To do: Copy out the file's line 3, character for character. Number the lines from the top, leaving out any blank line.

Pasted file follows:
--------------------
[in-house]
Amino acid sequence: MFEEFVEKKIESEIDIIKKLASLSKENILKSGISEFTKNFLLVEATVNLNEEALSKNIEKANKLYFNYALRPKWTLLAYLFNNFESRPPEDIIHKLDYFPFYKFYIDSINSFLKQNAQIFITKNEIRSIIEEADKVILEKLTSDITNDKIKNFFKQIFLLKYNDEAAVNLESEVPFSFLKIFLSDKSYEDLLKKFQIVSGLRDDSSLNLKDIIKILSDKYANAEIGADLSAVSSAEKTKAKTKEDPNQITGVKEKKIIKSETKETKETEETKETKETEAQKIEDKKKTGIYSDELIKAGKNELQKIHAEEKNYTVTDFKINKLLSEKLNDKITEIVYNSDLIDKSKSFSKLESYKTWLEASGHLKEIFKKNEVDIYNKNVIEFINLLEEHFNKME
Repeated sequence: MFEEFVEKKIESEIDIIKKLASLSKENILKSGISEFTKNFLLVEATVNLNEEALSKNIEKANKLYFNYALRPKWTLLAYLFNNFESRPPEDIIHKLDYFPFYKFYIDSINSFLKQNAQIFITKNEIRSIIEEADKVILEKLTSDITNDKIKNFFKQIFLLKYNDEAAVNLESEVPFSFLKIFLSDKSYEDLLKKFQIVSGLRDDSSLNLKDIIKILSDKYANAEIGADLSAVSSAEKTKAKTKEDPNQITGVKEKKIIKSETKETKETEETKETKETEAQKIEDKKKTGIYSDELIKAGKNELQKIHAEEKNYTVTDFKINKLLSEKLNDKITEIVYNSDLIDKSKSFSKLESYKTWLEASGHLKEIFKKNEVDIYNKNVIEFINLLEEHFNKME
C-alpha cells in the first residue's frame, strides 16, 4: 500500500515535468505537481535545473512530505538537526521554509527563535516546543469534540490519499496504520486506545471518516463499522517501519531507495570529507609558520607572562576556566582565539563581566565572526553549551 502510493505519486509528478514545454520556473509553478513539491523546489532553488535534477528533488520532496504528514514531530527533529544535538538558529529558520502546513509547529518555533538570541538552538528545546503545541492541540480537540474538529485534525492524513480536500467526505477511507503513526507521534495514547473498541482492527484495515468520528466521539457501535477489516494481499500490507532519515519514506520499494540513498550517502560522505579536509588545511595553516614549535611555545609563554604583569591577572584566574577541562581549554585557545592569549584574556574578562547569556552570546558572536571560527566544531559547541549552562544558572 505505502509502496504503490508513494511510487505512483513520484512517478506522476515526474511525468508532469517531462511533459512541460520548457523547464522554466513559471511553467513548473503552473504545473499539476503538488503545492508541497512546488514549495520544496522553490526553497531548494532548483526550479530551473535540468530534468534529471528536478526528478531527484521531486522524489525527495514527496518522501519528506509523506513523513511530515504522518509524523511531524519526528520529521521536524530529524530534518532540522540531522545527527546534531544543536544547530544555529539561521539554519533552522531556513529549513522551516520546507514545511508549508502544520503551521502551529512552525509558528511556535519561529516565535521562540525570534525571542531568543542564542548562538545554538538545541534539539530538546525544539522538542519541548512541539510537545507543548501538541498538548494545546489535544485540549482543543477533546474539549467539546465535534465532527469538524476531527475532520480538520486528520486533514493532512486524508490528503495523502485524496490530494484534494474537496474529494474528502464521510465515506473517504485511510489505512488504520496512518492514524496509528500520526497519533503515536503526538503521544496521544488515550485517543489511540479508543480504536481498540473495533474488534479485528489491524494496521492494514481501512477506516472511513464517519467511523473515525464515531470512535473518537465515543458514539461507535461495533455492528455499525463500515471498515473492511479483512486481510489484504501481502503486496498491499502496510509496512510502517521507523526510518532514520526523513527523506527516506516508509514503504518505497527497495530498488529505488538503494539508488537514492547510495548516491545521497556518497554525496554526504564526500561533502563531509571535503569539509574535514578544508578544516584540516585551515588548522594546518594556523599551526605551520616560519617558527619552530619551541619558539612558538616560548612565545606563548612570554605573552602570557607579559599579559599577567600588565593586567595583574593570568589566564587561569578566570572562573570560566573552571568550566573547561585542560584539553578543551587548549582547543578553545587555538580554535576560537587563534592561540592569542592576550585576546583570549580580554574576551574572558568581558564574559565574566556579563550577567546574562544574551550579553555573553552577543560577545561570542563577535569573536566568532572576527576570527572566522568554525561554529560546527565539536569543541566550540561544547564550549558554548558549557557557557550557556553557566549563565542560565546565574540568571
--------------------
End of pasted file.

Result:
Repeated sequence: MFEEFVEKKIESEIDIIKKLASLSKENILKSGISEFTKNFLLVEATVNLNEEALSKNIEKANKLYFNYALRPKWTLLAYLFNNFESRPPEDIIHKLDYFPFYKFYIDSINSFLKQNAQIFITKNEIRSIIEEADKVILEKLTSDITNDKIKNFFKQIFLLKYNDEAAVNLESEVPFSFLKIFLSDKSYEDLLKKFQIVSGLRDDSSLNLKDIIKILSDKYANAEIGADLSAVSSAEKTKAKTKEDPNQITGVKEKKIIKSETKETKETEETKETKETEAQKIEDKKKTGIYSDELIKAGKNELQKIHAEEKNYTVTDFKINKLLSEKLNDKITEIVYNSDLIDKSKSFSKLESYKTWLEASGHLKEIFKKNEVDIYNKNVIEFINLLEEHFNKME